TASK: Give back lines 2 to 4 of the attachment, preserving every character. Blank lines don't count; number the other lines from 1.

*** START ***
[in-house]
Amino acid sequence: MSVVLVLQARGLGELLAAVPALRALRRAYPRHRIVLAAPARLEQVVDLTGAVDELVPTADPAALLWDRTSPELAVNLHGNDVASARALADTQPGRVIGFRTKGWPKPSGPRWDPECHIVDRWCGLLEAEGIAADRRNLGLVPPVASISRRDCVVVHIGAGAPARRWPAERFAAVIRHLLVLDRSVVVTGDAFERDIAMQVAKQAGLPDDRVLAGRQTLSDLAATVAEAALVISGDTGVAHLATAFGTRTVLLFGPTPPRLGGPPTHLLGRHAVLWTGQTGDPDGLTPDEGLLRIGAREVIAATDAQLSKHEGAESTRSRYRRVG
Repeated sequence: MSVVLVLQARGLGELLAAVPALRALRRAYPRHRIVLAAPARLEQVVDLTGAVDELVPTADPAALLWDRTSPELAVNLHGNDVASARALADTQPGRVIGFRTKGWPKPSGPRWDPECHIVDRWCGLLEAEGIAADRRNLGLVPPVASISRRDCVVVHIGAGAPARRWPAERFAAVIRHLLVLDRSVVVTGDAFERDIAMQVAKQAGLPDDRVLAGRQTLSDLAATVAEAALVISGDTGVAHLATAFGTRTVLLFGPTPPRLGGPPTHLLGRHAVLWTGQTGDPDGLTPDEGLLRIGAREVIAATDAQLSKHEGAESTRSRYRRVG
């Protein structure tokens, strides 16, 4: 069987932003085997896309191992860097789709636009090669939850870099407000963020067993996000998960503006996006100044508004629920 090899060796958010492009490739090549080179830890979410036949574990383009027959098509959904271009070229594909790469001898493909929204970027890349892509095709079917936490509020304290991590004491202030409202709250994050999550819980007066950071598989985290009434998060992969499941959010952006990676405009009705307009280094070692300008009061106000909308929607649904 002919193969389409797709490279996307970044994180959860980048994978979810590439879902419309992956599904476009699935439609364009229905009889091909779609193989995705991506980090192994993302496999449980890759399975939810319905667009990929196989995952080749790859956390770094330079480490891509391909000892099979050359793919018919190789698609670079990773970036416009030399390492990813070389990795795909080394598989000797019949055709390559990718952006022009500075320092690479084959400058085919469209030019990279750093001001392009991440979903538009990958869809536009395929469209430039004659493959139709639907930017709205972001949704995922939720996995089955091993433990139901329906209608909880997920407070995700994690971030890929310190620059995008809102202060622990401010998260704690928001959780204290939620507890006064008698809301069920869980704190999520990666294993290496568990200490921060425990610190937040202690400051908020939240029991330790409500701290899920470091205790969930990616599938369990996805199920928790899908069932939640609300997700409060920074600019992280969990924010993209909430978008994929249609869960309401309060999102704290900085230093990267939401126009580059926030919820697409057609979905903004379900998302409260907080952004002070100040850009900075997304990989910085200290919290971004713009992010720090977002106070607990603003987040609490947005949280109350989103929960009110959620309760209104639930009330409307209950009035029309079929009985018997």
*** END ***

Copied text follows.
Amino acid sequence: MSVVLVLQARGLGELLAAVPALRALRRAYPRHRIVLAAPARLEQVVDLTGAVDELVPTADPAALLWDRTSPELAVNLHGNDVASARALADTQPGRVIGFRTKGWPKPSGPRWDPECHIVDRWCGLLEAEGIAADRRNLGLVPPVASISRRDCVVVHIGAGAPARRWPAERFAAVIRHLLVLDRSVVVTGDAFERDIAMQVAKQAGLPDDRVLAGRQTLSDLAATVAEAALVISGDTGVAHLATAFGTRTVLLFGPTPPRLGGPPTHLLGRHAVLWTGQTGDPDGLTPDEGLLRIGAREVIAATDAQLSKHEGAESTRSRYRRVG
Repeated sequence: MSVVLVLQARGLGELLAAVPALRALRRAYPRHRIVLAAPARLEQVVDLTGAVDELVPTADPAALLWDRTSPELAVNLHGNDVASARALADTQPGRVIGFRTKGWPKPSGPRWDPECHIVDRWCGLLEAEGIAADRRNLGLVPPVASISRRDCVVVHIGAGAPARRWPAERFAAVIRHLLVLDRSVVVTGDAFERDIAMQVAKQAGLPDDRVLAGRQTLSDLAATVAEAALVISGDTGVAHLATAFGTRTVLLFGPTPPRLGGPPTHLLGRHAVLWTGQTGDPDGLTPDEGLLRIGAREVIAATDAQLSKHEGAESTRSRYRRVG
């Protein structure tokens, strides 16, 4: 069987932003085997896309191992860097789709636009090669939850870099407000963020067993996000998960503006996006100044508004629920 090899060796958010492009490739090549080179830890979410036949574990383009027959098509959904271009070229594909790469001898493909929204970027890349892509095709079917936490509020304290991590004491202030409202709250994050999550819980007066950071598989985290009434998060992969499941959010952006990676405009009705307009280094070692300008009061106000909308929607649904 002919193969389409797709490279996307970044994180959860980048994978979810590439879902419309992956599904476009699935439609364009229905009889091909779609193989995705991506980090192994993302496999449980890759399975939810319905667009990929196989995952080749790859956390770094330079480490891509391909000892099979050359793919018919190789698609670079990773970036416009030399390492990813070389990795795909080394598989000797019949055709390559990718952006022009500075320092690479084959400058085919469209030019990279750093001001392009991440979903538009990958869809536009395929469209430039004659493959139709639907930017709205972001949704995922939720996995089955091993433990139901329906209608909880997920407070995700994690971030890929310190620059995008809102202060622990401010998260704690928001959780204290939620507890006064008698809301069920869980704190999520990666294993290496568990200490921060425990610190937040202690400051908020939240029991330790409500701290899920470091205790969930990616599938369990996805199920928790899908069932939640609300997700409060920074600019992280969990924010993209909430978008994929249609869960309401309060999102704290900085230093990267939401126009580059926030919820697409057609979905903004379900998302409260907080952004002070100040850009900075997304990989910085200290919290971004713009992010720090977002106070607990603003987040609490947005949280109350989103929960009110959620309760209104639930009330409307209950009035029309079929009985018997």